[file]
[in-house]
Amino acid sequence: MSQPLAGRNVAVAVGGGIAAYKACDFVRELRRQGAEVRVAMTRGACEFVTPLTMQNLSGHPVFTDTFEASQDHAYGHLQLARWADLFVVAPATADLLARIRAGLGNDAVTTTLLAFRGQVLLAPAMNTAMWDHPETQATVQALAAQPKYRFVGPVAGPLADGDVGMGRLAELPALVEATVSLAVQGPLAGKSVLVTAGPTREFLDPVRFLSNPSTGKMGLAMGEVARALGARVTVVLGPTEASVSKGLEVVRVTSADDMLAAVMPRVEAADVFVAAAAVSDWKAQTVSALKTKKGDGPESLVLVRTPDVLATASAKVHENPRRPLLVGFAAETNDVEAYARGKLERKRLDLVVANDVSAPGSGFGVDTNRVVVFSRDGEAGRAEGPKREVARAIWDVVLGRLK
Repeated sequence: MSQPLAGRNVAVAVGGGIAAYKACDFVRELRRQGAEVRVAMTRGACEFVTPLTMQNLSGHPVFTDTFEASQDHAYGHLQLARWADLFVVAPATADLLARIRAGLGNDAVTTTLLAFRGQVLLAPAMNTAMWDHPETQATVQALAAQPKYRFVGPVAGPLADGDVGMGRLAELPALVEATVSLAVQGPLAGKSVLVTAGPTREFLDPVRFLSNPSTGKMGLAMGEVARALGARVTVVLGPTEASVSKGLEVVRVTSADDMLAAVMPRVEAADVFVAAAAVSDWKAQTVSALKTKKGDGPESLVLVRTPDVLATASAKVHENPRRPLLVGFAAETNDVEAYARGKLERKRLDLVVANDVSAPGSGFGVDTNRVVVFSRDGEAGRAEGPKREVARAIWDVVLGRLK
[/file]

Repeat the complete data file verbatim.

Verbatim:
[in-house]
Amino acid sequence: MSQPLAGRNVAVAVGGGIAAYKACDFVRELRRQGAEVRVAMTRGACEFVTPLTMQNLSGHPVFTDTFEASQDHAYGHLQLARWADLFVVAPATADLLARIRAGLGNDAVTTTLLAFRGQVLLAPAMNTAMWDHPETQATVQALAAQPKYRFVGPVAGPLADGDVGMGRLAELPALVEATVSLAVQGPLAGKSVLVTAGPTREFLDPVRFLSNPSTGKMGLAMGEVARALGARVTVVLGPTEASVSKGLEVVRVTSADDMLAAVMPRVEAADVFVAAAAVSDWKAQTVSALKTKKGDGPESLVLVRTPDVLATASAKVHENPRRPLLVGFAAETNDVEAYARGKLERKRLDLVVANDVSAPGSGFGVDTNRVVVFSRDGEAGRAEGPKREVARAIWDVVLGRLK
Repeated sequence: MSQPLAGRNVAVAVGGGIAAYKACDFVRELRRQGAEVRVAMTRGACEFVTPLTMQNLSGHPVFTDTFEASQDHAYGHLQLARWADLFVVAPATADLLARIRAGLGNDAVTTTLLAFRGQVLLAPAMNTAMWDHPETQATVQALAAQPKYRFVGPVAGPLADGDVGMGRLAELPALVEATVSLAVQGPLAGKSVLVTAGPTREFLDPVRFLSNPSTGKMGLAMGEVARALGARVTVVLGPTEASVSKGLEVVRVTSADDMLAAVMPRVEAADVFVAAAAVSDWKAQTVSALKTKKGDGPESLVLVRTPDVLATASAKVHENPRRPLLVGFAAETNDVEAYARGKLERKRLDLVVANDVSAPGSGFGVDTNRVVVFSRDGEAGRAEGPKREVARAIWDVVLGRLK